When asked about the report the NCAA President Mark Emmert said “These allegations, if true, point to systematic failures that must be fixed and fixed now if we want college sports in America. Simply put, people who engage in this kind of behavior have no place in college sports. They are an affront to all those who play by the rules. . .The Board and I are completely committed to making transformational changes to the game and ensuring all involved in college basketball do so with integrity. We also will continue to cooperate with the efforts of federal prosecutors to identify and punish the unscrupulous parties seeking to exploit the system through criminal acts.”

Basically, the NCAA has loopholes and only influences the rules we ever they want to, even if some schools go unpunished for their crimes. There are many ways that have been suggested to fix this problem. Some suggest letting the players be drafted straight out of the high schools and go to the pros, some suggest paying the players, and some suggest that the NCAA should fix itself and should become more consistent.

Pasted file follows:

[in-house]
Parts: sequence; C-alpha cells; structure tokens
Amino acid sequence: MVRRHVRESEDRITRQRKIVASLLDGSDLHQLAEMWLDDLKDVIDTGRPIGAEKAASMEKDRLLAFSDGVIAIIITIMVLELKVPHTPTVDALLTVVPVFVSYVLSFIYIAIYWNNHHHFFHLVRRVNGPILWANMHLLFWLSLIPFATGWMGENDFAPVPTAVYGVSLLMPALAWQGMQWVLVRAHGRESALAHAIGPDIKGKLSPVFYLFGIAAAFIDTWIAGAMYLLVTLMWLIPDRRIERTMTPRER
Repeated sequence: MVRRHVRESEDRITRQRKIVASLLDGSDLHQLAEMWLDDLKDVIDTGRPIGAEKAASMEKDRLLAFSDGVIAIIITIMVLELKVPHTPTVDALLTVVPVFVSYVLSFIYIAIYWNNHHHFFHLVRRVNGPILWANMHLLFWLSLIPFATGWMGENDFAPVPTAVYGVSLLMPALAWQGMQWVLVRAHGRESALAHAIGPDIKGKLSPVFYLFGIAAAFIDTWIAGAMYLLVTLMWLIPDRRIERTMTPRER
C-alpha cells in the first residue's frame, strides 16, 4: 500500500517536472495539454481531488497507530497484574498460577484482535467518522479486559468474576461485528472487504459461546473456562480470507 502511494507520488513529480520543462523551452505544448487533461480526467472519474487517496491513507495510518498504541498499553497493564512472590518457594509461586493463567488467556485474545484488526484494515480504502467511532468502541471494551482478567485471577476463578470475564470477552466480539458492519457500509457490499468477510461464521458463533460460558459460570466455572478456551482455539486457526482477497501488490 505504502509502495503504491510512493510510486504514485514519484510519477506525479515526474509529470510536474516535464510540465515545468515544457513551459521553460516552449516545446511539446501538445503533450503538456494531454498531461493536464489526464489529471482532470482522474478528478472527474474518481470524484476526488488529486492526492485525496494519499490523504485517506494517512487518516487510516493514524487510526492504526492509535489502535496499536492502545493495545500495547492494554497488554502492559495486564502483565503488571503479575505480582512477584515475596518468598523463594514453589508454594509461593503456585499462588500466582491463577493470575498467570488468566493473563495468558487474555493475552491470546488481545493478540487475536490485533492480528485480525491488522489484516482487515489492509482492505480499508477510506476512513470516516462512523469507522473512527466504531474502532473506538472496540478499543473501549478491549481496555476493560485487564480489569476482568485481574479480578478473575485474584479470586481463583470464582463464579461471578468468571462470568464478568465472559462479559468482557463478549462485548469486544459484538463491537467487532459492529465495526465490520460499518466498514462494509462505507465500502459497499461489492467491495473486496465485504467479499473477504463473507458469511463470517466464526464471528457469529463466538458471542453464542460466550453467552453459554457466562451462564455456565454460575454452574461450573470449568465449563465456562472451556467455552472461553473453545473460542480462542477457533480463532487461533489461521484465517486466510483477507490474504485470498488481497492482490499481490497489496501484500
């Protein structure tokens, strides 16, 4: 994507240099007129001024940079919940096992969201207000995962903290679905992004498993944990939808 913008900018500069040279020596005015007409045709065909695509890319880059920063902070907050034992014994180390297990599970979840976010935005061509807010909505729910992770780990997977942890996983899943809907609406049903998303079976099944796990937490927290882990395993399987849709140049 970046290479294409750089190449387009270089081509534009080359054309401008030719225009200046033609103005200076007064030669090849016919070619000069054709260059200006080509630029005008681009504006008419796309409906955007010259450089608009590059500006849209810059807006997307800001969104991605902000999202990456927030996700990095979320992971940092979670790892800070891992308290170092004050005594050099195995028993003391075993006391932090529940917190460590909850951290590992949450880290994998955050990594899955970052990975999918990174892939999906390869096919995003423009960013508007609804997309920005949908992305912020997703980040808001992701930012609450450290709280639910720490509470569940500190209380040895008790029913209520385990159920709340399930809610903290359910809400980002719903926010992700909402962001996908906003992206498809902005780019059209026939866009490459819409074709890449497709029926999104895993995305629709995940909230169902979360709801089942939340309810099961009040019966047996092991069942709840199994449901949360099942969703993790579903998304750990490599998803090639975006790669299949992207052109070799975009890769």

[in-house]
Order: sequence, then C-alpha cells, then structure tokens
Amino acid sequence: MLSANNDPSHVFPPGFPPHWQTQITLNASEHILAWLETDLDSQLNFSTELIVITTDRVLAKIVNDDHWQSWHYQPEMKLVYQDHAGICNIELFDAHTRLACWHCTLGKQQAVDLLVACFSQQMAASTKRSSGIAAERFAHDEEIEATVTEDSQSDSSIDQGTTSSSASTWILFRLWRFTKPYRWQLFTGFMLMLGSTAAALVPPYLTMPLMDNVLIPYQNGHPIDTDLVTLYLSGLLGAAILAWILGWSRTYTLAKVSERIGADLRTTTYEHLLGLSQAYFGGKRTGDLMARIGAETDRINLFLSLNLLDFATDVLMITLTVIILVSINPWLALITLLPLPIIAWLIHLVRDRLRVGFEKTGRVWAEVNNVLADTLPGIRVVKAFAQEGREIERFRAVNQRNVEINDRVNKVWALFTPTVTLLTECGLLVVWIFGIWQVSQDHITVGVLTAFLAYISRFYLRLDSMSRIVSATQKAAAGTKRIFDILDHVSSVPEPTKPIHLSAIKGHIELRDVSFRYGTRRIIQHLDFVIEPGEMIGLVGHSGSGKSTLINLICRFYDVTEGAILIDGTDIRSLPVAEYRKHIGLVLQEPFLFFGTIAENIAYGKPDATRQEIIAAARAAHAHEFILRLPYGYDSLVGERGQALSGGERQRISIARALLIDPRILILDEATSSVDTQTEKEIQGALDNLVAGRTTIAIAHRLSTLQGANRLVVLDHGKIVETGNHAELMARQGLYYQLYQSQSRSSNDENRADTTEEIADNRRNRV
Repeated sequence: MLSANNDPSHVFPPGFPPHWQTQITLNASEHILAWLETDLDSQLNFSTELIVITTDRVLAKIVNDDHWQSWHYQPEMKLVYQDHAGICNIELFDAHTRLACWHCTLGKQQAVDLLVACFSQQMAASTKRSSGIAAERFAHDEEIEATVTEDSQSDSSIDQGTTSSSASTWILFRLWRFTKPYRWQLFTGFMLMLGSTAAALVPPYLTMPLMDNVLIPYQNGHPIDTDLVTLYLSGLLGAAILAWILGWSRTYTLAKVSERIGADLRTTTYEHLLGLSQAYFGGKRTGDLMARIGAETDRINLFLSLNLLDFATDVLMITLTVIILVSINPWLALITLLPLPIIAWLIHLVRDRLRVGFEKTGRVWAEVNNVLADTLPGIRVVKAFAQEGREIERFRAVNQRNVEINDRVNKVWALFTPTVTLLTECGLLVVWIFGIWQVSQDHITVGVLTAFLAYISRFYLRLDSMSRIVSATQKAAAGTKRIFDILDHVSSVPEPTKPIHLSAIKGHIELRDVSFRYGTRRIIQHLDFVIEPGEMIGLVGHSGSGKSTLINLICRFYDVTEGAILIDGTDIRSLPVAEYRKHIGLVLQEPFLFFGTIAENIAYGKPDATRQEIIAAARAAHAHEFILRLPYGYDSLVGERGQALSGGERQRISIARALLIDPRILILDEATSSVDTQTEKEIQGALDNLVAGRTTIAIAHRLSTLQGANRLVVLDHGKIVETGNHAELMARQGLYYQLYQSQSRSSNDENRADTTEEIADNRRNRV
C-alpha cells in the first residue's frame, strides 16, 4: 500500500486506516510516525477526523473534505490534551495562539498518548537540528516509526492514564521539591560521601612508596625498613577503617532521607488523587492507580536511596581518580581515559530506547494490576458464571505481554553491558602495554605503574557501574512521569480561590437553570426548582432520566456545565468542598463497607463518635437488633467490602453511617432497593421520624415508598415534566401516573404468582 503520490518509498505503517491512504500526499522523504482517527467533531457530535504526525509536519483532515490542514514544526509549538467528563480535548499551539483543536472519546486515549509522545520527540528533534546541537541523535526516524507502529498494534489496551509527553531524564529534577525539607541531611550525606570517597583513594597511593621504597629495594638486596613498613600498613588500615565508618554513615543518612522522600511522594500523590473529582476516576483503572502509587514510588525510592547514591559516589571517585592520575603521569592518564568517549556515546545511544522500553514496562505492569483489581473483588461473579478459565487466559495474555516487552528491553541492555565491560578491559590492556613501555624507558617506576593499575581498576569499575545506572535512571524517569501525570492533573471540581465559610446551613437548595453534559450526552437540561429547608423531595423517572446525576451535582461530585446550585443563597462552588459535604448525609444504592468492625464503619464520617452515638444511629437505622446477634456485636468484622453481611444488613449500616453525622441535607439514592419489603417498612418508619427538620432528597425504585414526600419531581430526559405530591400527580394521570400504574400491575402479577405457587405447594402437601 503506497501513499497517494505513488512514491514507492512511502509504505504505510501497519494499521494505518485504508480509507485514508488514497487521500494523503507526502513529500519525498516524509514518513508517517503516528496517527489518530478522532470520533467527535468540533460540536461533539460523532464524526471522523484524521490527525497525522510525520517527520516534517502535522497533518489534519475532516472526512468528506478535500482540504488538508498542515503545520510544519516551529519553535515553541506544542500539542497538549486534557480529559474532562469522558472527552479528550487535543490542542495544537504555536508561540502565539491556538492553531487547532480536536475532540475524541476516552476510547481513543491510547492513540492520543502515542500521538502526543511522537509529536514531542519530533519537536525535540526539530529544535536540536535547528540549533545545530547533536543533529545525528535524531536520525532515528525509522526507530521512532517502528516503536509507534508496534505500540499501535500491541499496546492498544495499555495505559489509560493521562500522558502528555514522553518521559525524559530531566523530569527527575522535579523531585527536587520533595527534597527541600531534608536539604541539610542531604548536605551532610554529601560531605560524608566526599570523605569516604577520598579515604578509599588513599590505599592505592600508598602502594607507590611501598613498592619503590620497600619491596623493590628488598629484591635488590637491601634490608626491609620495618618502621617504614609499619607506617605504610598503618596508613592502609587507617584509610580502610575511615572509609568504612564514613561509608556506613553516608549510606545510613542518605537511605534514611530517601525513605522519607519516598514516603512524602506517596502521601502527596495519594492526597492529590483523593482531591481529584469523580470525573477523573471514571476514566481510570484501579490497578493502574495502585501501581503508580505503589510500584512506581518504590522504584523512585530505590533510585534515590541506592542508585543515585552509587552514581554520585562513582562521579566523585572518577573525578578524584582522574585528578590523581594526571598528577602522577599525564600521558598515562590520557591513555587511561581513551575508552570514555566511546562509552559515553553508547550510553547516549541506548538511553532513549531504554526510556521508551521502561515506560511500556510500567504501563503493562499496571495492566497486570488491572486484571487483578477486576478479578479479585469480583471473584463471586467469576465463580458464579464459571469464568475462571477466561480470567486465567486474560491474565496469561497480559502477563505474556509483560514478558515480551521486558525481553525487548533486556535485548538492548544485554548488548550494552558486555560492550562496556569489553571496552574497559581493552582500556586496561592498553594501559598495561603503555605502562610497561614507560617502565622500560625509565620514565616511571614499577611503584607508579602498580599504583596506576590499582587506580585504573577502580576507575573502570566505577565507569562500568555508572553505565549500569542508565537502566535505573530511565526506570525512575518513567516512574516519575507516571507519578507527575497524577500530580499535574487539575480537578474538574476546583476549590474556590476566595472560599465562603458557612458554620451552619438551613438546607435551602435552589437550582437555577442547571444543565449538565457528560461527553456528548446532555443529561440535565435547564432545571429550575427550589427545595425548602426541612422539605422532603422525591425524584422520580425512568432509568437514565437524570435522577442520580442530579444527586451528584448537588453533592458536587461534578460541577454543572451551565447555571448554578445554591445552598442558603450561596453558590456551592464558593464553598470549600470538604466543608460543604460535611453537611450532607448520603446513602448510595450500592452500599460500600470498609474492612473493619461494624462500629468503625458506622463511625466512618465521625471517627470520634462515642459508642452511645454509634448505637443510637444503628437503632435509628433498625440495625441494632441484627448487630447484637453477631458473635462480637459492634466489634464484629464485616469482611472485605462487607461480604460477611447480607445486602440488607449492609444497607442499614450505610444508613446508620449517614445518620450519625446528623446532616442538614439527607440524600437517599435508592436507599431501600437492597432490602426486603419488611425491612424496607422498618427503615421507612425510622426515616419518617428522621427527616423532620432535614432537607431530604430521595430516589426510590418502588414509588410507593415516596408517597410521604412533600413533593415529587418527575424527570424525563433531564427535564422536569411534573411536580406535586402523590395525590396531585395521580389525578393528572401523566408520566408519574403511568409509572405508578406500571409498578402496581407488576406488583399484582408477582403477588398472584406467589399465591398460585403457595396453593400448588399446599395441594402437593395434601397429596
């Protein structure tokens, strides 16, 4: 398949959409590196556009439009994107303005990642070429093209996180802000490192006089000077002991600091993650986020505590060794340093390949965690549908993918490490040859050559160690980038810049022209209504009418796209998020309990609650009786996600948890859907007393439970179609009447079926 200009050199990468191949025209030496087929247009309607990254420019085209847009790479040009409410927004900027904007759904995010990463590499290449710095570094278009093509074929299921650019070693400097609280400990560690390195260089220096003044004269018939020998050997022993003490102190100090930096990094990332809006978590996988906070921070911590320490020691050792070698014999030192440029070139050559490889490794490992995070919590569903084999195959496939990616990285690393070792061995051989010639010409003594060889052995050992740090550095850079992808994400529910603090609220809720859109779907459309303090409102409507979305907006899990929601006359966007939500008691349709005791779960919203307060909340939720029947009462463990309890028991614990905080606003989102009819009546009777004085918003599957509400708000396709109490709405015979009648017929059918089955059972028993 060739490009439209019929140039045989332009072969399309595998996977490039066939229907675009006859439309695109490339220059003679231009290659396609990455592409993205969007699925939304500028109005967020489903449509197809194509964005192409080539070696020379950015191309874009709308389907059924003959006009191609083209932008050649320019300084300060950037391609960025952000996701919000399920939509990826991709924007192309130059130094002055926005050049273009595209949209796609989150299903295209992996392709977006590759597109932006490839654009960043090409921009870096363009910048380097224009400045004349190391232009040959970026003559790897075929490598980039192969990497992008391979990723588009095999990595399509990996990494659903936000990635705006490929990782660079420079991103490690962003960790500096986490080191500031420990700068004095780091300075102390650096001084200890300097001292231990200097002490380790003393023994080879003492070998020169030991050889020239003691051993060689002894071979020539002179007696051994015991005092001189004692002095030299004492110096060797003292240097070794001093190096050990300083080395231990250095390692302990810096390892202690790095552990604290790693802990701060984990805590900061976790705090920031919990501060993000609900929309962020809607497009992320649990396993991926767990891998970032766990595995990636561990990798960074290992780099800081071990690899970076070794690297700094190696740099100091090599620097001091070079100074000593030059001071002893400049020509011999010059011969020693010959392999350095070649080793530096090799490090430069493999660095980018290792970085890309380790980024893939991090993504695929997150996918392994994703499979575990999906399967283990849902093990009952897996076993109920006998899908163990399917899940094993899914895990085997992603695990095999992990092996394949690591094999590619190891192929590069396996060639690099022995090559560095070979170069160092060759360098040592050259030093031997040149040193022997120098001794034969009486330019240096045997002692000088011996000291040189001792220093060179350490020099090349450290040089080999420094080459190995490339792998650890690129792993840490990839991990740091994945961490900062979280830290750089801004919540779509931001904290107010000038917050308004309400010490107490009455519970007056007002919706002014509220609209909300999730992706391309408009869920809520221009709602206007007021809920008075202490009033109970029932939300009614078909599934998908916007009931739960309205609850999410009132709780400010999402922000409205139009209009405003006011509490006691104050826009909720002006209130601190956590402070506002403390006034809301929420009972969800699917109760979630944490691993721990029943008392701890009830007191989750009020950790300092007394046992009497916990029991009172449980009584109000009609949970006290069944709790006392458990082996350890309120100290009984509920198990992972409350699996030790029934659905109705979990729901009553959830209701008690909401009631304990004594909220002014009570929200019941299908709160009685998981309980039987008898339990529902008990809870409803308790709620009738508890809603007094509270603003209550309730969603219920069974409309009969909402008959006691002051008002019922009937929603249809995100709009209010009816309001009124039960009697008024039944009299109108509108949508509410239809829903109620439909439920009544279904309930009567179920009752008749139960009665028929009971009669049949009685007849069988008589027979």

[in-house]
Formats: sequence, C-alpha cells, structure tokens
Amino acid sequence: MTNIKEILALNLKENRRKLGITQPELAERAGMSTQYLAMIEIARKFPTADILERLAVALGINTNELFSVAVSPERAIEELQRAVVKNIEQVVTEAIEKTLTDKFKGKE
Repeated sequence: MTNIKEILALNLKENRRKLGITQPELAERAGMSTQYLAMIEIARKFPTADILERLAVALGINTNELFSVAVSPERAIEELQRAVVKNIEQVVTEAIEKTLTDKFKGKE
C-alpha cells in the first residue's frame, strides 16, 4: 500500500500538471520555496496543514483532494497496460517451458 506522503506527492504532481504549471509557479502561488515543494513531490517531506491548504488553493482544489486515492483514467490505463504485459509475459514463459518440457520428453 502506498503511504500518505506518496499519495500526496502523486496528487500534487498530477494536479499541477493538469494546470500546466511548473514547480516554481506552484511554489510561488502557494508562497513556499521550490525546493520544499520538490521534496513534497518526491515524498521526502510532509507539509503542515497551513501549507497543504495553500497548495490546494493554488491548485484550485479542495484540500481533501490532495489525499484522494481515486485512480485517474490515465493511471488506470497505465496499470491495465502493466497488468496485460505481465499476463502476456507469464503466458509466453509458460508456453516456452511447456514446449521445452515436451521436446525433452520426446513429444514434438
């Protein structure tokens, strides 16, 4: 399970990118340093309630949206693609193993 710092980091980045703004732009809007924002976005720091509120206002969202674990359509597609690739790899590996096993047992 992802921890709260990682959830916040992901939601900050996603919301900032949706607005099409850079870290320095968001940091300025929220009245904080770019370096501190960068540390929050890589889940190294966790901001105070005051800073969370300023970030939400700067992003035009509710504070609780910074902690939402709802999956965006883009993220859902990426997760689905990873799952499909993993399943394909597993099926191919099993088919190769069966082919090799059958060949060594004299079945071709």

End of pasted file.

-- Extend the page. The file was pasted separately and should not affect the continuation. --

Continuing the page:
This is not a simple thing to fix for the NCAA because if they truly want to keep academics as priority, then they need to enforce the rules that they have in place consistently. If they continue to ignore the issues that they are not only ruining the game but they are also ruining their reputation and are potentially risking the integrity of college sports.